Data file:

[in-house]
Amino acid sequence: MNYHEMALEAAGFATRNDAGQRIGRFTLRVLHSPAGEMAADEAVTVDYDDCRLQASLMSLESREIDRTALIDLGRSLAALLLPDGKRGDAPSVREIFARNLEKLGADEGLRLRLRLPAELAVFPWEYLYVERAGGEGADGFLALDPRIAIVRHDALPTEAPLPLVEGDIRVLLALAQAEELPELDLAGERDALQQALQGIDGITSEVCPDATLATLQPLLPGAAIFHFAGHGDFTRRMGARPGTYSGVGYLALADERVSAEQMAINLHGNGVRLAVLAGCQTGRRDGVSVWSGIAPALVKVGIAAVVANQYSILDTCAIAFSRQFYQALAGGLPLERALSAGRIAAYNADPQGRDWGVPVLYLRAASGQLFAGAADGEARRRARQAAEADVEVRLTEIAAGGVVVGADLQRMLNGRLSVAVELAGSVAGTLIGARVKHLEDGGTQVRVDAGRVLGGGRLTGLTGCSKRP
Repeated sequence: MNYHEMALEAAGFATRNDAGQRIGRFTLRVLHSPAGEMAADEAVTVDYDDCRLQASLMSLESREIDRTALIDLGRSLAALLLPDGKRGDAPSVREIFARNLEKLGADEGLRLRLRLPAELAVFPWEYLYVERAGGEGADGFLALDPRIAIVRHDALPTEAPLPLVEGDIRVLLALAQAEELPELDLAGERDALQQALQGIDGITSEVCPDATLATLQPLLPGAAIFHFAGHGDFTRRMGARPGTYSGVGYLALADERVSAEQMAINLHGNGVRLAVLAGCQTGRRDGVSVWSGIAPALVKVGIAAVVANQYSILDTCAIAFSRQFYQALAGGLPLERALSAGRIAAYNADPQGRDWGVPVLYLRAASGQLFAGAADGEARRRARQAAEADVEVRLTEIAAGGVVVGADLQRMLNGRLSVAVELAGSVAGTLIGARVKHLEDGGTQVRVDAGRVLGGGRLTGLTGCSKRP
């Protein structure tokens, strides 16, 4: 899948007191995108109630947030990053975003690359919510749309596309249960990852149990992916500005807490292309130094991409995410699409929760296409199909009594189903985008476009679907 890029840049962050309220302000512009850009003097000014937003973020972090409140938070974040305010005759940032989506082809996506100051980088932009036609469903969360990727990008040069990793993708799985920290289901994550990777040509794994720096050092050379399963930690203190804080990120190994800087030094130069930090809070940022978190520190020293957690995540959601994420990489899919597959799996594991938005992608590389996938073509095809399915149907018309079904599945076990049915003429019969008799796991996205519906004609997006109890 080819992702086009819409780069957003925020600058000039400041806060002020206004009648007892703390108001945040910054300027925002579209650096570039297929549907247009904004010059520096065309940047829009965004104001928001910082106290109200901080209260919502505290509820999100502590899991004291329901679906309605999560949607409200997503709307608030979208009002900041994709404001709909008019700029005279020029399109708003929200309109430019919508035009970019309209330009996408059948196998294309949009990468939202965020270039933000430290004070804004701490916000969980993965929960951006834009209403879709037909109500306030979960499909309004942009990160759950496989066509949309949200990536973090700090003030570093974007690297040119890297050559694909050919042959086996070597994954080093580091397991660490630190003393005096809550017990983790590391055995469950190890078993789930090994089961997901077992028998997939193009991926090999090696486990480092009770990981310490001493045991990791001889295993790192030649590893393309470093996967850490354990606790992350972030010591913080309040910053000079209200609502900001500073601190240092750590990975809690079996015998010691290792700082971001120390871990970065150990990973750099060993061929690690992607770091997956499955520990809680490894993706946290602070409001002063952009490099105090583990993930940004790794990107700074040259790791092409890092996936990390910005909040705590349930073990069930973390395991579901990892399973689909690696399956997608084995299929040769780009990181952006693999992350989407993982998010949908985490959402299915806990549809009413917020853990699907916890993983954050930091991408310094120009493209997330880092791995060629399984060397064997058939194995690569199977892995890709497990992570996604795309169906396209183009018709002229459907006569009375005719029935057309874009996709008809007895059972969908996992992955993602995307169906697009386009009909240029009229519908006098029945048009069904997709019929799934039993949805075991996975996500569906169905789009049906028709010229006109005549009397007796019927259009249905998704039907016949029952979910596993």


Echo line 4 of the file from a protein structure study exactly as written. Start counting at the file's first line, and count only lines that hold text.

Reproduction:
């Protein structure tokens, strides 16, 4: 899948007191995108109630947030990053975003690359919510749309596309249960990852149990992916500005807490292309130094991409995410699409929760296409199909009594189903985008476009679907 890029840049962050309220302000512009850009003097000014937003973020972090409140938070974040305010005759940032989506082809996506100051980088932009036609469903969360990727990008040069990793993708799985920290289901994550990777040509794994720096050092050379399963930690203190804080990120190994800087030094130069930090809070940022978190520190020293957690995540959601994420990489899919597959799996594991938005992608590389996938073509095809399915149907018309079904599945076990049915003429019969008799796991996205519906004609997006109890 080819992702086009819409780069957003925020600058000039400041806060002020206004009648007892703390108001945040910054300027925002579209650096570039297929549907247009904004010059520096065309940047829009965004104001928001910082106290109200901080209260919502505290509820999100502590899991004291329901679906309605999560949607409200997503709307608030979208009002900041994709404001709909008019700029005279020029399109708003929200309109430019919508035009970019309209330009996408059948196998294309949009990468939202965020270039933000430290004070804004701490916000969980993965929960951006834009209403879709037909109500306030979960499909309004942009990160759950496989066509949309949200990536973090700090003030570093974007690297040119890297050559694909050919042959086996070597994954080093580091397991660490630190003393005096809550017990983790590391055995469950190890078993789930090994089961997901077992028998997939193009991926090999090696486990480092009770990981310490001493045991990791001889295993790192030649590893393309470093996967850490354990606790992350972030010591913080309040910053000079209200609502900001500073601190240092750590990975809690079996015998010691290792700082971001120390871990970065150990990973750099060993061929690690992607770091997956499955520990809680490894993706946290602070409001002063952009490099105090583990993930940004790794990107700074040259790791092409890092996936990390910005909040705590349930073990069930973390395991579901990892399973689909690696399956997608084995299929040769780009990181952006693999992350989407993982998010949908985490959402299915806990549809009413917020853990699907916890993983954050930091991408310094120009493209997330880092791995060629399984060397064997058939194995690569199977892995890709497990992570996604795309169906396209183009018709002229459907006569009375005719029935057309874009996709008809007895059972969908996992992955993602995307169906697009386009009909240029009229519908006098029945048009069904997709019929799934039993949805075991996975996500569906169905789009049906028709010229006109005549009397007796019927259009249905998704039907016949029952979910596993």